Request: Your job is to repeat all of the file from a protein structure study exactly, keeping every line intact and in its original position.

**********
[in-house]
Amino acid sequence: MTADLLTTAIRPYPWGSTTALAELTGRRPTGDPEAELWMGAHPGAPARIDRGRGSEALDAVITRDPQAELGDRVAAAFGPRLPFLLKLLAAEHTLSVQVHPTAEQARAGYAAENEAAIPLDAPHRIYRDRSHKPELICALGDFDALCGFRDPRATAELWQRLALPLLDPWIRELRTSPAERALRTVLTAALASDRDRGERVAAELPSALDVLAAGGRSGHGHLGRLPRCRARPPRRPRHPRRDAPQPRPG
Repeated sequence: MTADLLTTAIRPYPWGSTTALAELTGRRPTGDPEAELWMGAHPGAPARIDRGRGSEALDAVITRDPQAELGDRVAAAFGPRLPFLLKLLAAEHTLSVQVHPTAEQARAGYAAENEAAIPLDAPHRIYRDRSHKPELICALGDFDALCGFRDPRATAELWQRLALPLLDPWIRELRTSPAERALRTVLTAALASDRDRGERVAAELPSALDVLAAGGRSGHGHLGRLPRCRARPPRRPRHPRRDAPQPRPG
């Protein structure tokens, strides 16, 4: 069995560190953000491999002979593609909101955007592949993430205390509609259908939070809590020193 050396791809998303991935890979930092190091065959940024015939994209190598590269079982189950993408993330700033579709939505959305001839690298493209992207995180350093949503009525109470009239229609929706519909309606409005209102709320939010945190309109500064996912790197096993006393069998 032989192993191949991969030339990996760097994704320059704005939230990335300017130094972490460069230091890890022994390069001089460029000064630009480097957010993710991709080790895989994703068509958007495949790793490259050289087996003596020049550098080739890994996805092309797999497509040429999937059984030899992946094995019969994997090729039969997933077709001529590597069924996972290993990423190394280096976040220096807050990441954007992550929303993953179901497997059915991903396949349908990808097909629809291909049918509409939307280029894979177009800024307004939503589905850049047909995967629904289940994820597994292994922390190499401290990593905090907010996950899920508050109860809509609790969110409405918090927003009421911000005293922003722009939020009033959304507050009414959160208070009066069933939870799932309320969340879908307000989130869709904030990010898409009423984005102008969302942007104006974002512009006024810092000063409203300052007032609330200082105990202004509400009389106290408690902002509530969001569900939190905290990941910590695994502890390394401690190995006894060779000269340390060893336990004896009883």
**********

[in-house]
Amino acid sequence: MTADLLTTAIRPYPWGSTTALAELTGRRPTGDPEAELWMGAHPGAPARIDRGRGSEALDAVITRDPQAELGDRVAAAFGPRLPFLLKLLAAEHTLSVQVHPTAEQARAGYAAENEAAIPLDAPHRIYRDRSHKPELICALGDFDALCGFRDPRATAELWQRLALPLLDPWIRELRTSPAERALRTVLTAALASDRDRGERVAAELPSALDVLAAGGRSGHGHLGRLPRCRARPPRRPRHPRRDAPQPRPG
Repeated sequence: MTADLLTTAIRPYPWGSTTALAELTGRRPTGDPEAELWMGAHPGAPARIDRGRGSEALDAVITRDPQAELGDRVAAAFGPRLPFLLKLLAAEHTLSVQVHPTAEQARAGYAAENEAAIPLDAPHRIYRDRSHKPELICALGDFDALCGFRDPRATAELWQRLALPLLDPWIRELRTSPAERALRTVLTAALASDRDRGERVAAELPSALDVLAAGGRSGHGHLGRLPRCRARPPRRPRHPRRDAPQPRPG
């Protein structure tokens, strides 16, 4: 069995560190953000491999002979593609909101955007592949993430205390509609259908939070809590020193 050396791809998303991935890979930092190091065959940024015939994209190598590269079982189950993408993330700033579709939505959305001839690298493209992207995180350093949503009525109470009239229609929706519909309606409005209102709320939010945190309109500064996912790197096993006393069998 032989192993191949991969030339990996760097994704320059704005939230990335300017130094972490460069230091890890022994390069001089460029000064630009480097957010993710991709080790895989994703068509958007495949790793490259050289087996003596020049550098080739890994996805092309797999497509040429999937059984030899992946094995019969994997090729039969997933077709001529590597069924996972290993990423190394280096976040220096807050990441954007992550929303993953179901497997059915991903396949349908990808097909629809291909049918509409939307280029894979177009800024307004939503589905850049047909995967629904289940994820597994292994922390190499401290990593905090907010996950899920508050109860809509609790969110409405918090927003009421911000005293922003722009939020009033959304507050009414959160208070009066069933939870799932309320969340879908307000989130869709904030990010898409009423984005102008969302942007104006974002512009006024810092000063409203300052007032609330200082105990202004509400009389106290408690902002509530969001569900939190905290990941910590695994502890390394401690190995006894060779000269340390060893336990004896009883």